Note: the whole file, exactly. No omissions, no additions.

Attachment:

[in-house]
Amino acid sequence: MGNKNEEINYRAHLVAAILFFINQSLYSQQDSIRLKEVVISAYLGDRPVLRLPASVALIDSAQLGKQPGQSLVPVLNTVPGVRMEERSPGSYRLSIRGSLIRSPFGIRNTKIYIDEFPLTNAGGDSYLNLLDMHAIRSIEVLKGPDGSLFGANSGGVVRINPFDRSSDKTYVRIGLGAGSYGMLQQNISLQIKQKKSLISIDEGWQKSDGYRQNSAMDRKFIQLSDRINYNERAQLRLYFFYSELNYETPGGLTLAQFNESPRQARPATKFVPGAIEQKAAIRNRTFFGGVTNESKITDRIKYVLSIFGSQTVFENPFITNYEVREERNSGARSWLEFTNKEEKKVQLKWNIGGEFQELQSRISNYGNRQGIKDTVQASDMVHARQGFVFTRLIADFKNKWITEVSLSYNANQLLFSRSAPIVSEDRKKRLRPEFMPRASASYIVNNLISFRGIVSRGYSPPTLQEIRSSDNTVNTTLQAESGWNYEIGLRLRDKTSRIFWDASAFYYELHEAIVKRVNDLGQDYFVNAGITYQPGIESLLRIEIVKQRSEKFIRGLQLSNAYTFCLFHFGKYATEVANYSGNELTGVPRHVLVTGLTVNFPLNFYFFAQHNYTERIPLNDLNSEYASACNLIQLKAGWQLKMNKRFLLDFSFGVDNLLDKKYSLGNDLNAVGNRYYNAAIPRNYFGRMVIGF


[in-house]
Amino acid sequence: MGNKNEEINYRAHLVAAILFFINQSLYSQQDSIRLKEVVISAYLGDRPVLRLPASVALIDSAQLGKQPGQSLVPVLNTVPGVRMEERSPGSYRLSIRGSLIRSPFGIRNTKIYIDEFPLTNAGGDSYLNLLDMHAIRSIEVLKGPDGSLFGANSGGVVRINPFDRSSDKTYVRIGLGAGSYGMLQQNISLQIKQKKSLISIDEGWQKSDGYRQNSAMDRKFIQLSDRINYNERAQLRLYFFYSELNYETPGGLTLAQFNESPRQARPATKFVPGAIEQKAAIRNRTFFGGVTNESKITDRIKYVLSIFGSQTVFENPFITNYEVREERNSGARSWLEFTNKEEKKVQLKWNIGGEFQELQSRISNYGNRQGIKDTVQASDMVHARQGFVFTRLIADFKNKWITEVSLSYNANQLLFSRSAPIVSEDRKKRLRPEFMPRASASYIVNNLISFRGIVSRGYSPPTLQEIRSSDNTVNTTLQAESGWNYEIGLRLRDKTSRIFWDASAFYYELHEAIVKRVNDLGQDYFVNAGITYQPGIESLLRIEIVKQRSEKFIRGLQLSNAYTFCLFHFGKYATEVANYSGNELTGVPRHVLVTGLTVNFPLNFYFFAQHNYTERIPLNDLNSEYASACNLIQLKAGWQLKMNKRFLLDFSFGVDNLLDKKYSLGNDLNAVGNRYYNAAIPRNYFGRMVIGF